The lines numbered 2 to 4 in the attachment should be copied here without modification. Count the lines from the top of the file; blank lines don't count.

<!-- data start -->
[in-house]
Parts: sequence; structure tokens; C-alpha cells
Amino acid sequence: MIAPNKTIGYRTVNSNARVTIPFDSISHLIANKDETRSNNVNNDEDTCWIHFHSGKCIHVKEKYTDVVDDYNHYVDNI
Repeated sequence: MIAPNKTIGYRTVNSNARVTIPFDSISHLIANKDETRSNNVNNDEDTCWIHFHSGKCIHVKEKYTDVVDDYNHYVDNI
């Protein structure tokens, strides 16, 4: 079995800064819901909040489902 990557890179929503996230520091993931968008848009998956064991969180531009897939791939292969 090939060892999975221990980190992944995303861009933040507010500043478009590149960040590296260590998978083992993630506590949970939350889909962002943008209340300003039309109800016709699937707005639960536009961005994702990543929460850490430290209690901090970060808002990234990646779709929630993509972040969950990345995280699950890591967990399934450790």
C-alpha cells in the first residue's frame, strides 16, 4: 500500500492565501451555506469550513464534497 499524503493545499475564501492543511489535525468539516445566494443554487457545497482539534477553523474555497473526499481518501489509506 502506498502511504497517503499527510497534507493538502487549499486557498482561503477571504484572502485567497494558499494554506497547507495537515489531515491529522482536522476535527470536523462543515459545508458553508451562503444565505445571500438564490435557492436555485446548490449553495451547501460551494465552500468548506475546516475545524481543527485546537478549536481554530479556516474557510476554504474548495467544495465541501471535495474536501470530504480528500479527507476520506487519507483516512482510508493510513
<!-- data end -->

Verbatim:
Parts: sequence; structure tokens; C-alpha cells
Amino acid sequence: MIAPNKTIGYRTVNSNARVTIPFDSISHLIANKDETRSNNVNNDEDTCWIHFHSGKCIHVKEKYTDVVDDYNHYVDNI
Repeated sequence: MIAPNKTIGYRTVNSNARVTIPFDSISHLIANKDETRSNNVNNDEDTCWIHFHSGKCIHVKEKYTDVVDDYNHYVDNI